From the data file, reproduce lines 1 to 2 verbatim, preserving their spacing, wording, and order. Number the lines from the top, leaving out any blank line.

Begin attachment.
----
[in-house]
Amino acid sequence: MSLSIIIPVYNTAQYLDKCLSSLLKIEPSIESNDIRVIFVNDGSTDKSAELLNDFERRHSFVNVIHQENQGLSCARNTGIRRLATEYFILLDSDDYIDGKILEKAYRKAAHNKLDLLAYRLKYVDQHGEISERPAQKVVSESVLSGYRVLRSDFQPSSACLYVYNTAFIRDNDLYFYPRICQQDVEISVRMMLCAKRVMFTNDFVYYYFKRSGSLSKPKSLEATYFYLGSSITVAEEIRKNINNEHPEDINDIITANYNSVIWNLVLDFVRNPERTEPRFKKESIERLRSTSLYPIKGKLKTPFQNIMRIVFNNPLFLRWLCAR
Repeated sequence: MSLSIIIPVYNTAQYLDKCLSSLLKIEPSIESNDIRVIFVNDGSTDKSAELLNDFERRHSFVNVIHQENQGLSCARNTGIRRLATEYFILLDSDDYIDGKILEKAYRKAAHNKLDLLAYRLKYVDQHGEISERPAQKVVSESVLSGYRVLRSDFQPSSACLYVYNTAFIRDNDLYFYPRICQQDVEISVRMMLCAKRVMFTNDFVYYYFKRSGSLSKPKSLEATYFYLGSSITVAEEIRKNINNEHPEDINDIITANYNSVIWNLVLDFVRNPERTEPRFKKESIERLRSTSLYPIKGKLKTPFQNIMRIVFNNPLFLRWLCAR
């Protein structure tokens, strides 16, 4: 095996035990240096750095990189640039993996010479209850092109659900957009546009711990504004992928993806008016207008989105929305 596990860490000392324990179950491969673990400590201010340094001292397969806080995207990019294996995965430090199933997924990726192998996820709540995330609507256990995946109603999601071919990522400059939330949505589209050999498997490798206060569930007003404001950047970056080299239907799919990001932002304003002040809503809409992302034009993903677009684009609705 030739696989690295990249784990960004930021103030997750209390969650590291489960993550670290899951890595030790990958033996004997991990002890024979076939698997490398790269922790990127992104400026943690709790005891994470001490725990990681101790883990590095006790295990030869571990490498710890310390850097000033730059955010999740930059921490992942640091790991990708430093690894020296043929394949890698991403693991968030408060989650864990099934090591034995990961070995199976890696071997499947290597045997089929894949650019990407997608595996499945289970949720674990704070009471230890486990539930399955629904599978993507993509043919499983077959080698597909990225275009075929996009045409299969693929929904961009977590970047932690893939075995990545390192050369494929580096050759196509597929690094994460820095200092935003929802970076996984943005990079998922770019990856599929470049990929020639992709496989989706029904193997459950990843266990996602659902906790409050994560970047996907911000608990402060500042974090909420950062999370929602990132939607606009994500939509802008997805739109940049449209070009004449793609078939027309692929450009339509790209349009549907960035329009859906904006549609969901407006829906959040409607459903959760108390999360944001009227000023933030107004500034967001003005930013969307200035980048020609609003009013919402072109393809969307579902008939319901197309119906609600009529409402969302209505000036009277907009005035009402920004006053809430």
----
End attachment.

[in-house]
Amino acid sequence: MSLSIIIPVYNTAQYLDKCLSSLLKIEPSIESNDIRVIFVNDGSTDKSAELLNDFERRHSFVNVIHQENQGLSCARNTGIRRLATEYFILLDSDDYIDGKILEKAYRKAAHNKLDLLAYRLKYVDQHGEISERPAQKVVSESVLSGYRVLRSDFQPSSACLYVYNTAFIRDNDLYFYPRICQQDVEISVRMMLCAKRVMFTNDFVYYYFKRSGSLSKPKSLEATYFYLGSSITVAEEIRKNINNEHPEDINDIITANYNSVIWNLVLDFVRNPERTEPRFKKESIERLRSTSLYPIKGKLKTPFQNIMRIVFNNPLFLRWLCAR